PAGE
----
Current Reviews


Conan #19

Posted: Monday, August 29, 2005
By: Jason Cornwell

"The Crown of Tiamat"

Writer: Kurt Busiek
Art: Cary Nord
Colors: Dave Stewart
Letters: Richard Starkings and Comicraft
Publisher: Dark Horse Comics
$2.99 U.S.

"Conan, the Kept Man"
A pretty entertaining done-in-one adventure that nicely plays off the fact that we're still following the adventures of a relatively young Conan, and as such there are people in the world who are able to lead him around by the nose (so to speak). Now there's not much action to be found in this issue, as Conan is able to pull off his one late night visit to the Tiamat temple without encountering a single guard, and it does seem to be a bit of a running gag in this issue that while there are dangers to be found in these pages, Conan manages to just avoid having any encounters with them. Still, if every issue featured Conan doing battle with the city guards, or latest monster that he unleashed when he disturbed its resting place when he made off with an mystical item, then this book would start to feel like it was stuck in a ever repeating loop, and as such it was rather refreshing to get an issue where Conan spent the entire time completely oblivious to the dangers that his actions unleashed. I also rather enjoyed the simple fact that the final page offers up a nice little moment where we see Conan clearly recognizes that there are things about the world that he doesn't know, and it wouldn't hurt to listen to the people who appear to know information that he doesn't possess.

"And I am a material girl"
This issue also adds a character to the mix that I hope sticks around for a while, as while Conan doesn't really need a sidekick I have to say the character of Jiara is a pretty entertaining character in her own right, as how can one not love the moment where we see the character seated before the pile of riches that she uncovered in Conan's room, and she's trying to decide if this pile is enough to invalidate the threat that Conan made against her. It's also hard to write the character off as a mere sidekick when in many ways she's far smarter than Conan, and one has to love any character whose primary motivation is greed. Now the next arc is the much anticipated Tower of the Elephant, which if the letter page is to be believed is very much a fan favourite, and I'm looking forward to seeing if it lives up to the advanced billing, but my fingers are crossed that when the dust settles from this story, Jiara is still on hand to guide Conan toward treasure that she would like to make off with. Plus if nothing else Conan's gruff demeanour needs a more endearing personality to interact with, and the final page conversation made me smile. The cat fight between the two women was also a cute little moment, as both women clearly recognized the advantage of being Conan's girl.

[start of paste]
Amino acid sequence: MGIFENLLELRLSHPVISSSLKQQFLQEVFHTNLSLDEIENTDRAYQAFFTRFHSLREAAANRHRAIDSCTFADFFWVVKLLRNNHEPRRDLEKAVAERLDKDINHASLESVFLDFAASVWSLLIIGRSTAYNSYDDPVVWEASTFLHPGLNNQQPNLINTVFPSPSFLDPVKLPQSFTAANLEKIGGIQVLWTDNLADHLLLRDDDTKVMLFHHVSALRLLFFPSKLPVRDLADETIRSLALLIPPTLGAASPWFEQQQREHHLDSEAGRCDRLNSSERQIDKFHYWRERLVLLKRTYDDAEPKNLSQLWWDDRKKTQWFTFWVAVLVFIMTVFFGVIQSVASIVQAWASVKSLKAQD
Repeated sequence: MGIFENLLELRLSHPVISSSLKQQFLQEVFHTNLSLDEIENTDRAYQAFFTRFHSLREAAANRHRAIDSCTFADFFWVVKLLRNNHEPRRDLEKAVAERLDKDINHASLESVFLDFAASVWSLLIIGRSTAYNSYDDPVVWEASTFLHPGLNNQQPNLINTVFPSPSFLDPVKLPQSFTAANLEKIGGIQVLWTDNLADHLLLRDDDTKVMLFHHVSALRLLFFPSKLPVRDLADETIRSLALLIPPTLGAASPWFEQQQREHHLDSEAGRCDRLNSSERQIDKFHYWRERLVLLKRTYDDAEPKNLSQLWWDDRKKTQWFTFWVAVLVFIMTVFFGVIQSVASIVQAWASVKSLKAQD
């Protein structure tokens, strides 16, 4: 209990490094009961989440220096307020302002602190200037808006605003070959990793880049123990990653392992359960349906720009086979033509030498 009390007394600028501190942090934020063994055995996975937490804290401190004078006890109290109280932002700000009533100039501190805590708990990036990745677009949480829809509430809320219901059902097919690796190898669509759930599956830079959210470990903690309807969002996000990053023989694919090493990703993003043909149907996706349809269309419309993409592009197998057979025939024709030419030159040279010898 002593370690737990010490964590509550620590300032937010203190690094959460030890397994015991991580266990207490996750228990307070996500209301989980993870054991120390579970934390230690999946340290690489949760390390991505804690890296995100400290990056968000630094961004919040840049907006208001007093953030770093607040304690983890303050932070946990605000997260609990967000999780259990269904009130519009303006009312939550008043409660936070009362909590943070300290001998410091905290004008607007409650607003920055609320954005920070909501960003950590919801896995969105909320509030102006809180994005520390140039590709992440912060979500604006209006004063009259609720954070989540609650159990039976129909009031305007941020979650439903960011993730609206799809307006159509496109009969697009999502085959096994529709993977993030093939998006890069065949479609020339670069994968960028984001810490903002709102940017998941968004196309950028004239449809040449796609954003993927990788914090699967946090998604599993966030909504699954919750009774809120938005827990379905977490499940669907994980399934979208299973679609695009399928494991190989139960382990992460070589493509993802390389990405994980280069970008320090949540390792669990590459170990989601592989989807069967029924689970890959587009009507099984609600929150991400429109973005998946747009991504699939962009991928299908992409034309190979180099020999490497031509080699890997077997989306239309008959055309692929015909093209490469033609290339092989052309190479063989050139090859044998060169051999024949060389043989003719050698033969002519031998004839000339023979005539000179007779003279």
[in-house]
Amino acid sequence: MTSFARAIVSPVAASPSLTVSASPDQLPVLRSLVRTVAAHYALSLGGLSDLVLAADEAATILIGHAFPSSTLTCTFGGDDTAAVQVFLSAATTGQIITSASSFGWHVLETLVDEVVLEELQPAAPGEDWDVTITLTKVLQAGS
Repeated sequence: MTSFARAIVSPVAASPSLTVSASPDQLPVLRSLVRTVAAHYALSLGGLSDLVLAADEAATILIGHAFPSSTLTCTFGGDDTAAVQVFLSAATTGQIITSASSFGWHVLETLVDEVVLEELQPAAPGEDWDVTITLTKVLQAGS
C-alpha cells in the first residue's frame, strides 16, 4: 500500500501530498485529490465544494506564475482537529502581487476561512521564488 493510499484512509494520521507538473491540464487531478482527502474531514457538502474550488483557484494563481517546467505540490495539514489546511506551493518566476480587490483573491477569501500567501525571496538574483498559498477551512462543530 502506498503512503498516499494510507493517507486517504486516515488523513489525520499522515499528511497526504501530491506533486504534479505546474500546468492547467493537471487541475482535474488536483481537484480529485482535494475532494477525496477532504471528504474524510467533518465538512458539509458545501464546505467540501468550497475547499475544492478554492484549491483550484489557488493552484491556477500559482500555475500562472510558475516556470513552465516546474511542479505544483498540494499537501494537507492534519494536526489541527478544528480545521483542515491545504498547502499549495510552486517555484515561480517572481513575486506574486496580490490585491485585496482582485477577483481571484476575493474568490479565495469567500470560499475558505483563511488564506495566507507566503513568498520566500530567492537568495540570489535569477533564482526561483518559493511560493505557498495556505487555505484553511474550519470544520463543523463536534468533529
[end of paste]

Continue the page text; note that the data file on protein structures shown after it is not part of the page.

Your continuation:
"Guess you broke into the wrong God damn rec room, didn't ya!"
Cary Nord continues to provide art that leaves me a curious what it would look like if an inker was brought in to bring it into sharper focus, as there are moments in the issue where the art looks a little soft around the edges, and the raw power of key scenes is lost (e.g. the final moments of Tinanna). On the other hand the style does serve to set this book apart from the crowd, and there are moments when I couldn't be more impressed by the art, as the worm creature's emergence, and voyage through the city streets made for an exciting show. The art also does a wonderful job of playing up Jiara's indecision as she tries to decide if her greed is greater than potentially facing Conan's wrath at a future date. There are a couple a curious visual moments in this issue though, such as the panel where the city guard has his back to the worm creature, while he orders it to stay back, and the art also doesn't quite explain how Conan's theft of the crown served to unleash the worm monster, but since it was drawn directly to the crown the connection is pretty hard to miss. Still in my mind the story would've been better served if the art had drawn a better connection between the actual theft and the monster's emergence.

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